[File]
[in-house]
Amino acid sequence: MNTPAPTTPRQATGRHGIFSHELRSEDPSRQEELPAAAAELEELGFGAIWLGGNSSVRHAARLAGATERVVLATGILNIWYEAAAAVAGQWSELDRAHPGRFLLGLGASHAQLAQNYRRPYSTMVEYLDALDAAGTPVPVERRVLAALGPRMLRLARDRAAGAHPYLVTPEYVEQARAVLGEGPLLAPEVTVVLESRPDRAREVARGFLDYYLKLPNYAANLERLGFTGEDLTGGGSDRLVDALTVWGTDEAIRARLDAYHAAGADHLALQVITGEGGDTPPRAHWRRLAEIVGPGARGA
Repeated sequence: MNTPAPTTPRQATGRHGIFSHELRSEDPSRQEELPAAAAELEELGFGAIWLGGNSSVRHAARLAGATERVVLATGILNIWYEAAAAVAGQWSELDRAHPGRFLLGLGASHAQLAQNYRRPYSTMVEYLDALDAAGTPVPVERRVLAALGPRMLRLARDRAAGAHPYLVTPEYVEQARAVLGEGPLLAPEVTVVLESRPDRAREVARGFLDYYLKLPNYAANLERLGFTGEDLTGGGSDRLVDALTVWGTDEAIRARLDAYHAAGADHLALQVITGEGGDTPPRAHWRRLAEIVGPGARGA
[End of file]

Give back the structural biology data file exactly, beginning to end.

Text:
[in-house]
Amino acid sequence: MNTPAPTTPRQATGRHGIFSHELRSEDPSRQEELPAAAAELEELGFGAIWLGGNSSVRHAARLAGATERVVLATGILNIWYEAAAAVAGQWSELDRAHPGRFLLGLGASHAQLAQNYRRPYSTMVEYLDALDAAGTPVPVERRVLAALGPRMLRLARDRAAGAHPYLVTPEYVEQARAVLGEGPLLAPEVTVVLESRPDRAREVARGFLDYYLKLPNYAANLERLGFTGEDLTGGGSDRLVDALTVWGTDEAIRARLDAYHAAGADHLALQVITGEGGDTPPRAHWRRLAEIVGPGARGA
Repeated sequence: MNTPAPTTPRQATGRHGIFSHELRSEDPSRQEELPAAAAELEELGFGAIWLGGNSSVRHAARLAGATERVVLATGILNIWYEAAAAVAGQWSELDRAHPGRFLLGLGASHAQLAQNYRRPYSTMVEYLDALDAAGTPVPVERRVLAALGPRMLRLARDRAAGAHPYLVTPEYVEQARAVLGEGPLLAPEVTVVLESRPDRAREVARGFLDYYLKLPNYAANLERLGFTGEDLTGGGSDRLVDALTVWGTDEAIRARLDAYHAAGADHLALQVITGEGGDTPPRAHWRRLAEIVGPGARGA